Containers and Kubernetes support building distributed systems that adhere to the principles of immutable infrastructure. With immutable infrastructure, once an artifact is created in the system it does not change via user modifications. Everything in Kubernetes is a declarative configuration object that represents the desired state of the system. It is Kubernetes's job to ensure that the actual state of the world matches this desired state. Kubernetes is also an online, self-healing system. When it receives a desired state configuration, it does not simply take actions to make the current state match the desired
state a single time. It continuously takes actions to ensure that the current state matches the desired state [Hightower+2017] . 


 Goal

In this seminar we are interested to study how the features provided by the container and kubernetes technology can facilitate self-adaptation in micro-service architectures. 
 

Literature

  • [Krafzig+2005] Dirk Krafzig, Karl Banke, Diek Slama. Enterprise SOA: Service-Oriented Architecture Best Practices, Prentice Hall, 2005.
  • [Newman2015] Sam Newman. Building Microservices. O'Reilly Media, Inc., 1st edition, 2015.
  • [Wolff2015] Eberhard Wolff. Microservices: Grundlagen flexibler Softwarearchitekturen. dpunkt, Heidelberg, 2015.
  • [ Cheng+2009]  B.H.C. Cheng, H. Giese, P. Inverardi, J. Magee, R. de Lemos, eds.: Software Engineering for Self-Adaptive Systems. Volume 5525 of Lecture Notes in Computer Science. Springer (2009) (http://dx.doi.org/10.1007/978-3-642-02161-9)
  • [Lemos+2013]  R. de Lemos, H. Giese, H.A. Müller, M. Shaw, eds.: Software Engineering for Self-Adaptive Systems II. Volume 7475 of Lecture Notes in Computer Science (LNCS). Springer (2013) (http://dx.doi.org/10.1007/978-3-642-35813-5)
  • [Kubernetes]  https://kubernetes.io/
  • [Rensin 2015]   D. K. Rensin.Kubernetes - Scheduling the Future at Cloud Scale.  1005Gravenstein Highway North Sebastopol, CA 95472, 2015.
  • [Hightower+2017]  K.  Hightower,  B.  Burns,  and  J.  Beda.Kubernetes: Up and Running:Dive into the Future of Infrastructure.  O’Reilly Media, 2017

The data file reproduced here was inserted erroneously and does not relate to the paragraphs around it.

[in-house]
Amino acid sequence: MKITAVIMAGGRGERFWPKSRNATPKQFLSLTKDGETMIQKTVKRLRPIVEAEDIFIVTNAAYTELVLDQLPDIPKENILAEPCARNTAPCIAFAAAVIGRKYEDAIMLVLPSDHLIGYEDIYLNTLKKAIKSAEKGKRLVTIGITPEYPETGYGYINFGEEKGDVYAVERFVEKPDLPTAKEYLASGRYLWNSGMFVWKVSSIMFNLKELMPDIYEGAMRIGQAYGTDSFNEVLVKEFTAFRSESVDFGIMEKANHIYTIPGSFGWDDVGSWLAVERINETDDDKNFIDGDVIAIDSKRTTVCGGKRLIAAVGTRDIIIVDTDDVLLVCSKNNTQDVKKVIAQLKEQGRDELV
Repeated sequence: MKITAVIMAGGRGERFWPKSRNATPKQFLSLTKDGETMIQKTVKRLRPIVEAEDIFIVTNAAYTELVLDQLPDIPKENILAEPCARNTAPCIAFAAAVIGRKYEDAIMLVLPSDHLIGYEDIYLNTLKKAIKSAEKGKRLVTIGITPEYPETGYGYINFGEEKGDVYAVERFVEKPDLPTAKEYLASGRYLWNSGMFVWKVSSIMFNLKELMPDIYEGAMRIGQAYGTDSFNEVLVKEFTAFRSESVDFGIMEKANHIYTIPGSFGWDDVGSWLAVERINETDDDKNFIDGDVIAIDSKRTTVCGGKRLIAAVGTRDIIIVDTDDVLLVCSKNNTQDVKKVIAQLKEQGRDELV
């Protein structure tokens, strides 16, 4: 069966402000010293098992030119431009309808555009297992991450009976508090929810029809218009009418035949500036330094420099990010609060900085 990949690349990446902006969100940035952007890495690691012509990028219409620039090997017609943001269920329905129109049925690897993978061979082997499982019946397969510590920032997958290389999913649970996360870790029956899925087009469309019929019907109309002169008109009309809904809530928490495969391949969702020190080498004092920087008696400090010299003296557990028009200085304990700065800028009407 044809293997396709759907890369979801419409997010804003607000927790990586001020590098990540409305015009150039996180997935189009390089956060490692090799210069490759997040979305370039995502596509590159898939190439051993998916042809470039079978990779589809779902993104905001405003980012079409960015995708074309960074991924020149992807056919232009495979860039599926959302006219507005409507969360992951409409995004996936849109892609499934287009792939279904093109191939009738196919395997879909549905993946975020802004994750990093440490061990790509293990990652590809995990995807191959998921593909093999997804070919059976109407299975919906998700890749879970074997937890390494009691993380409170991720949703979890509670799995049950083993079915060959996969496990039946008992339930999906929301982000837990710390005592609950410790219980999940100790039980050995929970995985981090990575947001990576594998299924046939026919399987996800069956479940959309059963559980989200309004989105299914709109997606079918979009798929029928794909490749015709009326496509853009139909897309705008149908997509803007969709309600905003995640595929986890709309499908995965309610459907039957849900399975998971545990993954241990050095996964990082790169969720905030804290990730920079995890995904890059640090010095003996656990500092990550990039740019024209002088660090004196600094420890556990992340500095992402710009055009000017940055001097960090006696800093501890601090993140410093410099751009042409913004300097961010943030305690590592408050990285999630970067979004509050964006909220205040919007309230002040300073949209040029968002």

•  

Learning

The course is a seminar, which has an introductory session comprised by an initial short lecture on the proposed focus areas.

After the introductory session on basic concepts and seminar topics, the students will work (preferably in groups) on jointly identified research topics and will be assigned certain literature/techniques on employing Kubernetes for self-adaptation in micro-servic architectures. Finally each group is required to write a report about their findings and have a presentation.

Examination

For the final mark of the seminar participants, the report contributes to the 50% of the mark . The presentation of the findings contributes to the remaining 50% of the final mark. Please note that students are required to participate in the seminar for the first session as well as the presentations of the other students in the form of questions and feedback. 

Dates

After the short lecture, we will identify and agree on the topics for research groups and then there will not be any regular meetings. Individual meeting of the groups with the supervisor(s) will be scheduled to provide intermediate feedback. Presentations will be given on the same day (date to be determined) usually near to the end of the lecture time of the semester.

The first Lecture:  16.04.2019 at 13:30 in room A-2.2.